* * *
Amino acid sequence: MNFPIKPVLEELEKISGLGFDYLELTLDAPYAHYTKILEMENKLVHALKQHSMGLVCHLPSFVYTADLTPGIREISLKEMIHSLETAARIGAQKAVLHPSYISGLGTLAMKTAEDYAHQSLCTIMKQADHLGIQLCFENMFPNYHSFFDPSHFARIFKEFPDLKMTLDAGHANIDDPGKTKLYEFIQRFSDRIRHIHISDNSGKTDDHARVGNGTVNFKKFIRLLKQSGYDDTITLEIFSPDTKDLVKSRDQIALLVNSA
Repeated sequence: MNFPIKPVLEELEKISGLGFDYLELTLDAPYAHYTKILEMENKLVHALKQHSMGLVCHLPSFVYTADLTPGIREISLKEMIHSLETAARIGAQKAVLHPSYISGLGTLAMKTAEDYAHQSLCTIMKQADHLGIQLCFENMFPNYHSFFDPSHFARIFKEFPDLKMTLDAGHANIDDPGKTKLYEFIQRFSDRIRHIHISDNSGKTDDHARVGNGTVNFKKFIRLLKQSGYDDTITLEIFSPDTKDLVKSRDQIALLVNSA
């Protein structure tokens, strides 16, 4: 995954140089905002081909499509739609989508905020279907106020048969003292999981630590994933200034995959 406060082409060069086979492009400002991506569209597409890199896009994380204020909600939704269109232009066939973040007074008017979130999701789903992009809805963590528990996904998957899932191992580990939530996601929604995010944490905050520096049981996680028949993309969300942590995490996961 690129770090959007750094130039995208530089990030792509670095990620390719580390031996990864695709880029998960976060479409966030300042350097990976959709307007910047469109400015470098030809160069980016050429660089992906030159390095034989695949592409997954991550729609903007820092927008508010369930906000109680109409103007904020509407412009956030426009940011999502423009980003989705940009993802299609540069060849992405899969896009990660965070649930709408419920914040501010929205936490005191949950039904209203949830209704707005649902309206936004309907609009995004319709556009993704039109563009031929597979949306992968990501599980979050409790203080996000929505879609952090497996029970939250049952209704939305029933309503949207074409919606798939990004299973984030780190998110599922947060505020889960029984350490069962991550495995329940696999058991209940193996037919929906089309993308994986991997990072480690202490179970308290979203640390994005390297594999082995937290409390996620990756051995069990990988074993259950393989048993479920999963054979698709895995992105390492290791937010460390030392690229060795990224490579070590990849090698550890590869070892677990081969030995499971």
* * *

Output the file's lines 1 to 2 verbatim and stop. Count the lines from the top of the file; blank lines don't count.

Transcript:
Amino acid sequence: MNFPIKPVLEELEKISGLGFDYLELTLDAPYAHYTKILEMENKLVHALKQHSMGLVCHLPSFVYTADLTPGIREISLKEMIHSLETAARIGAQKAVLHPSYISGLGTLAMKTAEDYAHQSLCTIMKQADHLGIQLCFENMFPNYHSFFDPSHFARIFKEFPDLKMTLDAGHANIDDPGKTKLYEFIQRFSDRIRHIHISDNSGKTDDHARVGNGTVNFKKFIRLLKQSGYDDTITLEIFSPDTKDLVKSRDQIALLVNSA
Repeated sequence: MNFPIKPVLEELEKISGLGFDYLELTLDAPYAHYTKILEMENKLVHALKQHSMGLVCHLPSFVYTADLTPGIREISLKEMIHSLETAARIGAQKAVLHPSYISGLGTLAMKTAEDYAHQSLCTIMKQADHLGIQLCFENMFPNYHSFFDPSHFARIFKEFPDLKMTLDAGHANIDDPGKTKLYEFIQRFSDRIRHIHISDNSGKTDDHARVGNGTVNFKKFIRLLKQSGYDDTITLEIFSPDTKDLVKSRDQIALLVNSA